College of Education and College of Liberal Arts Collaborate to Study Female Vocal Cord Disorders

March 24, 2015


Vocal Cord StudyDr. Laura Plexico in the College of Liberal Arts is the Principle Investigator on an R03 NIH research grant to study hormones and vocal function in women. She is collaborating with Dr. Mary Sandage in the College of Liberal Arts, Dr. Heidi Kluess in the School of Kinesiology in the College of Education, and Dr. Rita Patel at Indiana University, all co-investigators. Together they are studying how estrogen, progesterone, testosterone, and neuropeptide Y change throughout a woman’s menstrual cycle and affect vocal function. The grant awards $300,000 over three years.

Dr. Plexico’s interests include voice assessment and speech science. Dr. Sandage’s research focuses on voice and upper airway disorders. Dr. Kluess studies vascular and respiratory physiology, particularly in females. Dr. Patel’s research interests include vocal physiology and voice production in normal and disordered voice across the lifespan. The researchers received the grant award in the summer of 2014 and data collection began in February 2015.

“Women have a significantly higher prevalence of voice disorders than men and the cyclic hormonal fluctuations that accompany the menstrual cycle is clearly a differentiating factor between the two groups,” said Dr. Plexico.

The larynx is a hormone target organ and there is cause to believe that there are physiological changes in laryngeal function secondary to hormonal fluctuations, like those that occur with the menstrual cycle or menopause that can result in voice quality and function differences. However, the reasons for the proposed voice changes are not well understood. Therefore, the purpose of this grant is to develop a better understanding of voice function differences observed throughout the different phases of the menstrual cycle and the influence of the associated hormonal fluctuations on vocal function. This grant is a first step in identifying periods of vocal vulnerability in healthy women.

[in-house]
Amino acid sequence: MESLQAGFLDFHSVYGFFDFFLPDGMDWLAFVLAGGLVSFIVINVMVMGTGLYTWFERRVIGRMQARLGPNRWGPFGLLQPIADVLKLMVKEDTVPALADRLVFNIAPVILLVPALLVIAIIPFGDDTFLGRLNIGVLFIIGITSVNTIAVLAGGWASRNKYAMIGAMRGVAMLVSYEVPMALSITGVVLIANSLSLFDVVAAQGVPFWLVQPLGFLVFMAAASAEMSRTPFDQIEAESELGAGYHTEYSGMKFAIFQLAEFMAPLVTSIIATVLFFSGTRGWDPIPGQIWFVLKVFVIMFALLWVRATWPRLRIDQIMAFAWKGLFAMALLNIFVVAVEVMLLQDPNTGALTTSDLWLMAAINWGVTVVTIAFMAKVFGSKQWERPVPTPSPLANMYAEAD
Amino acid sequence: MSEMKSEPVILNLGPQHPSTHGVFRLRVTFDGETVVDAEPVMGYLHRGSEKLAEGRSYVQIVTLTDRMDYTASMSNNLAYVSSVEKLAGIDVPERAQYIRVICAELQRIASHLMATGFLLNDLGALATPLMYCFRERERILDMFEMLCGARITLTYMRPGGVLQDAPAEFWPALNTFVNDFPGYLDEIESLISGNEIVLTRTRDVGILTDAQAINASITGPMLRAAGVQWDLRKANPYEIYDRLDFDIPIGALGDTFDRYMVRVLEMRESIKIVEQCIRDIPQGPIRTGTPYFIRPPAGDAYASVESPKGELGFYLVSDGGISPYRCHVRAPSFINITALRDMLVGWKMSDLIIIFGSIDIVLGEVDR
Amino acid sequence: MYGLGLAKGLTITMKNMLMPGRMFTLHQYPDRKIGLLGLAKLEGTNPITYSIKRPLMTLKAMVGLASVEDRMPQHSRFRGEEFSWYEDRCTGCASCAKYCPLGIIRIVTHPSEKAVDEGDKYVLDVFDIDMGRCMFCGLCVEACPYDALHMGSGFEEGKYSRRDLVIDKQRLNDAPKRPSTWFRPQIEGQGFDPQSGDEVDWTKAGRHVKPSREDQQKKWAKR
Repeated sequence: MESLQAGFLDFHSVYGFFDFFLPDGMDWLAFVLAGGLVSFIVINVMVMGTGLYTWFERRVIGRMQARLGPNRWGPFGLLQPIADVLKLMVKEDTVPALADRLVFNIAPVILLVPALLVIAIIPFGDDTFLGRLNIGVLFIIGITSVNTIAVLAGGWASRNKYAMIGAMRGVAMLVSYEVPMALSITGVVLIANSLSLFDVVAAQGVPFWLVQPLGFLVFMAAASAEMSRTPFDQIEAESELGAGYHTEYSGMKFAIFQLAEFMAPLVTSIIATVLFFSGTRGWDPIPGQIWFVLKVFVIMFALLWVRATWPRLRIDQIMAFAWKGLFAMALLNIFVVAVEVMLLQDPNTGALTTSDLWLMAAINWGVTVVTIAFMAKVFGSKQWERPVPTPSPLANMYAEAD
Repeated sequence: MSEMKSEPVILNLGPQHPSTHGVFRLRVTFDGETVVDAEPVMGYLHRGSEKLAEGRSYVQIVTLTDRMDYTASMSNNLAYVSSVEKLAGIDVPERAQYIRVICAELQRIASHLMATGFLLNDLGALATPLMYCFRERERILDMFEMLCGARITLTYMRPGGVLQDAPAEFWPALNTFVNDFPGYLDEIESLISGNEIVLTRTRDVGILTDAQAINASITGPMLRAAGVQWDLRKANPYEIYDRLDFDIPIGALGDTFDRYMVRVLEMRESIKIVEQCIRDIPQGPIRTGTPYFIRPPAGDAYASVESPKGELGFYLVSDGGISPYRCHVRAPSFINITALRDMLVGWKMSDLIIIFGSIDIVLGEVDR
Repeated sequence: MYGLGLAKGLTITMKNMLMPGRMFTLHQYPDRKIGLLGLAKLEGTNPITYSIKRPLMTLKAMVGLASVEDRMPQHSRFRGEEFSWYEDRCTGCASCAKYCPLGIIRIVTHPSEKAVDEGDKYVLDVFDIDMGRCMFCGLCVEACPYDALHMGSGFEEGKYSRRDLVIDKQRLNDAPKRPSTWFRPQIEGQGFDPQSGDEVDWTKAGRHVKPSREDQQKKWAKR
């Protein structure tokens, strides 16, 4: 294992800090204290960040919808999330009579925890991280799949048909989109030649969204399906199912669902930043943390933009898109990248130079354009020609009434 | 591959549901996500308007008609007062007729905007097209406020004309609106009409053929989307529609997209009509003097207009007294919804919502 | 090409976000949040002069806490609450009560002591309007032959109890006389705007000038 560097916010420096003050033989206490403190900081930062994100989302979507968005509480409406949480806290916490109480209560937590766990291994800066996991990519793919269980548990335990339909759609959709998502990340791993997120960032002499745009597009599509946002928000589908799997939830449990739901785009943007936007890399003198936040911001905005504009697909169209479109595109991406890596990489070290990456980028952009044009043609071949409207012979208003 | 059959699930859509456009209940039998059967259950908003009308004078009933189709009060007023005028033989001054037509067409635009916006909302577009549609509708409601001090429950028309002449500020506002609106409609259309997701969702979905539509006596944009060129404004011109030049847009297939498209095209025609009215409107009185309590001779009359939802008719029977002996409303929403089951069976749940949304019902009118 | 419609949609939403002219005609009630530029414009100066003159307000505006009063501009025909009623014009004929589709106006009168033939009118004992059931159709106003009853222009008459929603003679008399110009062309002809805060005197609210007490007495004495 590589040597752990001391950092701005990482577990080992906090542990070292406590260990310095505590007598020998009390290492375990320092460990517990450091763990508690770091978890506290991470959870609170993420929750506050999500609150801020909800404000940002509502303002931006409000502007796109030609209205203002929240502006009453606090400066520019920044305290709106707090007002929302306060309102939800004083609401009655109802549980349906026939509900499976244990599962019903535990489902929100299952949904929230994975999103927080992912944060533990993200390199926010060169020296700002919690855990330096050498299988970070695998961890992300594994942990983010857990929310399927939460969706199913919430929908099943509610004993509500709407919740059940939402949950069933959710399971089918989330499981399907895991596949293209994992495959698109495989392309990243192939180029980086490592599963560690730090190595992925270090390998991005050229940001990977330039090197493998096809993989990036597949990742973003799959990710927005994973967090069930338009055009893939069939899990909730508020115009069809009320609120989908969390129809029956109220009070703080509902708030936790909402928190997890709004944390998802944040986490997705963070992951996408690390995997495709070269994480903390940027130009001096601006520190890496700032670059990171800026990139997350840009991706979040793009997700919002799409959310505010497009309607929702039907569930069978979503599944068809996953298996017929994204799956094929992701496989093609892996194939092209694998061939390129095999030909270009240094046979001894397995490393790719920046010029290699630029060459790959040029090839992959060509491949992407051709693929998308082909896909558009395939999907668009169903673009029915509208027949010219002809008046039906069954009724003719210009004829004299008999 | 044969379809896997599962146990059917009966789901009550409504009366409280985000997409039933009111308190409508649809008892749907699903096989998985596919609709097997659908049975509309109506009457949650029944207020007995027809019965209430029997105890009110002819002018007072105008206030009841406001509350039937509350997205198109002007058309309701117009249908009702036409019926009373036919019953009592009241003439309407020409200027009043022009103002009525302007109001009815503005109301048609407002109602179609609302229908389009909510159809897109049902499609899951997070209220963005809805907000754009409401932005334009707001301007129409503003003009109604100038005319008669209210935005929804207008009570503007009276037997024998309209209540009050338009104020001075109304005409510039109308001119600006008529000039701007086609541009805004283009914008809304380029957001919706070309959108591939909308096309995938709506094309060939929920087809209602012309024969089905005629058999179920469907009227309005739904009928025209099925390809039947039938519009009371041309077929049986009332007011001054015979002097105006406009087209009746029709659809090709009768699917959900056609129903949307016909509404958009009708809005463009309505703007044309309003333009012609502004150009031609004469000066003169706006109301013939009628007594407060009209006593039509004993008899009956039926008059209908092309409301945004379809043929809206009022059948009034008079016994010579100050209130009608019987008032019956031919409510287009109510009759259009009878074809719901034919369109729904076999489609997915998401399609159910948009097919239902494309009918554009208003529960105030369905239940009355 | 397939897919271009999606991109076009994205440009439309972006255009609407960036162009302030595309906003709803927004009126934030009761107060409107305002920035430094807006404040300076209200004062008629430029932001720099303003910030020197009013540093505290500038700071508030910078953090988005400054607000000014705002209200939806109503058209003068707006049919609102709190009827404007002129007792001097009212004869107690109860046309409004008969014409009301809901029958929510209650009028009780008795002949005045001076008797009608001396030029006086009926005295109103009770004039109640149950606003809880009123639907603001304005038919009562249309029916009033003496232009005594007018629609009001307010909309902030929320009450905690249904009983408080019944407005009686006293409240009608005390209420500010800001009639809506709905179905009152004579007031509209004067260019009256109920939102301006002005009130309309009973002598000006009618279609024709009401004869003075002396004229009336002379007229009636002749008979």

“The collaborative effort between Liberal Arts and the College of Education as well with Indiana University is one of the great strengths of this project,” Dr. Plexico explained. “Each person brings unique knowledge and skills to the project and this synergistic relationship will enable us to develop a more complete understanding of the questions under investigation.”

The study consists of 15 pre-menopausal women and 15 post-menopausal women. Each comes in for data collection at four specific time-points during her menstrual cycle. Dr. Plexico and Dr. Sandage are using high-speed imaging and acoustic measures to look at vocal function during different phases of the menstrual cycle. The participants are asked to complete tasks that evaluate laryngeal airway resistance, the frequency and intensity of the voice as well as vocal range and function. Through imaging the vibratory pattern of the vocal folds is captured. They also measure pharyngeal temperature with a probe to see how temperature impacts the use of vocal function. The tasks take a couple of hours to complete.

“We are pleased with the participant recruitment,” said Dr. Sandage. “This is an incredibly complicated study and there are several moving parts, but this is the first effort pairing blood measurement of hormones and correlating them with voice function measures.”

In the Vascular Physiology Lab, Dr. Kluess and Ph.D candidate, Leslie Neidert, collect and analyze the blood and saliva samples for physiological measures. According to Dr. Kluess, few studies use female subjects because of the estrogen hormone fluctuations. However, Dr. Kluess consistently focuses her research on women’s physiology.

“Little is known in this area of hormones and vocal function,” Dr. Kluess acknowledged. “This research may help explain why some women have voice disorders and offer potential avenues to improve certain conditions.”

There is potential for a phase II study after the completion of this study to continue investigating the subject.

Story by Kristin Roberts